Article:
BANGKOK (Reuters) - A string of gun and grenade attacks in southern Thailand that killed two people reflects tension over talks aimed at ending violence there, a conflict monitoring group said on Thursday, warning against similar attacks in future.
Thailand’s far south has battled a separatist insurgency since 2004, when resistance to Buddhist rule in the Muslim-majority region flared. More than 6,500 people, most of them civilians, have died in separatist violence since.
Eight people were wounded in 13 incidents on Wednesday across the provinces of Narathiwat, Pattani and Songkhla, near Thailand’s border with Malaysia. No group has yet claimed responsibility.
The attacks follow the Thai government’s rejection of a conditional offer for peace talks made this month by one of the main insurgent groups, the Barisan Revolusi Nasional (BRN).
The violence was the BRN’s way of showing it is capable of coordinated strikes as a way to push for peace talks, said Srisompob Jitpiromsri, head of independent monitoring group Deep South Watch.
“This reflects attempts to create conditions for peace talks in the future,” Srisompob, whose group tracks violent incidents in the region, told Reuters.
“The group is expected to carry out similar attacks periodically, which will likely affect peace dialogues in the long run.”
A Thai security official blamed the attacks, which targeted security forces and civilians on “people who want to cause chaos”, but did not single out the BRN.
“It looks like their intention wasn’t to kill, but rather to cause disorder,” Colonel Yutthanam Petchmuang, a spokesman for the Internal Security Operations Command, told Reuters.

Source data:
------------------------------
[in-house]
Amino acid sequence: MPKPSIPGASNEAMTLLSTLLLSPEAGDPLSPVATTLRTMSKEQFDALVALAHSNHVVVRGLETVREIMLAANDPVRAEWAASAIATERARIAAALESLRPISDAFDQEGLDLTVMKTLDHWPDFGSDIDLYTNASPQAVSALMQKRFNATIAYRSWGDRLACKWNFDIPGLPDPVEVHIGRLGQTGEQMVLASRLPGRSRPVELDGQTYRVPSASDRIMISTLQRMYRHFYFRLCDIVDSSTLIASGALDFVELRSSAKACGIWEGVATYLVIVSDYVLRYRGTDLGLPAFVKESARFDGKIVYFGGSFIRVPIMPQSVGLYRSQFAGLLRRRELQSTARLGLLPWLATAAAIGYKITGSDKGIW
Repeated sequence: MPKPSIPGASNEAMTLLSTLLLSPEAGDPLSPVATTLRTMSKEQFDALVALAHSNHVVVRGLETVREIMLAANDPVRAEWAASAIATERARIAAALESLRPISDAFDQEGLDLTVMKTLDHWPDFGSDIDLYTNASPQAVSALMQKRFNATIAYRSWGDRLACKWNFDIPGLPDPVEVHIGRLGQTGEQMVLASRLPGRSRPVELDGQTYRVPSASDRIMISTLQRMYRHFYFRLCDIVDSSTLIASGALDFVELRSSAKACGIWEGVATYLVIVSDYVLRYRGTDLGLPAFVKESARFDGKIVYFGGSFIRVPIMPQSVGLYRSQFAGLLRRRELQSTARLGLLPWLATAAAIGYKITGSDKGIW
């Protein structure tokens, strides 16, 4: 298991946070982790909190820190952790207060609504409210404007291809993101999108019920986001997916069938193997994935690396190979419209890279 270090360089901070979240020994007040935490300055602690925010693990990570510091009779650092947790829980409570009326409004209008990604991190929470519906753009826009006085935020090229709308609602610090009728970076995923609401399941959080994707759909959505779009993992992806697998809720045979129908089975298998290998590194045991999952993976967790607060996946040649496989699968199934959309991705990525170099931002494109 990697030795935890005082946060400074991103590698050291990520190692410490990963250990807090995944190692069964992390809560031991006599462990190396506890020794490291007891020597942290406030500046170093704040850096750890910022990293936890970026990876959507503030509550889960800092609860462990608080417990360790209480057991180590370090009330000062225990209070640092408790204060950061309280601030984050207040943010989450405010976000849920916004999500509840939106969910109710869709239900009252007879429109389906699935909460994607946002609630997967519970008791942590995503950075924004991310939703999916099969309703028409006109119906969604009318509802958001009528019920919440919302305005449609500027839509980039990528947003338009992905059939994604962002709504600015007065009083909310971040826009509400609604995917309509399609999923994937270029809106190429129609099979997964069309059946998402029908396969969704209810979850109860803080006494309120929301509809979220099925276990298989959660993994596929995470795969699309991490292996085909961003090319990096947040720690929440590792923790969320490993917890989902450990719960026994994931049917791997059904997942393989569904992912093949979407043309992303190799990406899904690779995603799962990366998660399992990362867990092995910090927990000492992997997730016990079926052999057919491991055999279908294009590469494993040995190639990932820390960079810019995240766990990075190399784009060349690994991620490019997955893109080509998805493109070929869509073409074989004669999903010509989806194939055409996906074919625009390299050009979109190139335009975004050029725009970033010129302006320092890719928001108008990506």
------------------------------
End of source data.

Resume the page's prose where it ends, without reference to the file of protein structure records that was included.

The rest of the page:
The violence followed coordinated attacks in the region on April 7, just hours after King Maha Vajiralongkorn signed into law a new constitution, as a step towards ending military rule.
The new constitution, which critics say will entrench military rule in Thailand, was widely opposed in the south.
“The BRN is showing that it is the right negotiating partner, which can control and command the fighters on the ground,” Rungrawee Chalermsripinyorat, an independent researcher who monitors the conflict, told Reuters.
Talks between the government and a handful of shadowy insurgent groups began in 2013, under the democratically-elected government of Prime Minister Yingluck Shinawatra, overthrown in 2014 by the military in the name of ending political turmoil.
In February, the government said it had reached a breakthrough pact with MARA Patani, an umbrella group that says it speaks for insurgent groups in the south. Analysts say only a handful of BRN members belong to the group, however.
The provinces of Narathiwat, Pattani and Yala formed part of an independent Malay Muslim sultanate before being annexed by Thailand in 1909.
Editing by Amy Sawitta Lefevre and Clarence Fernandez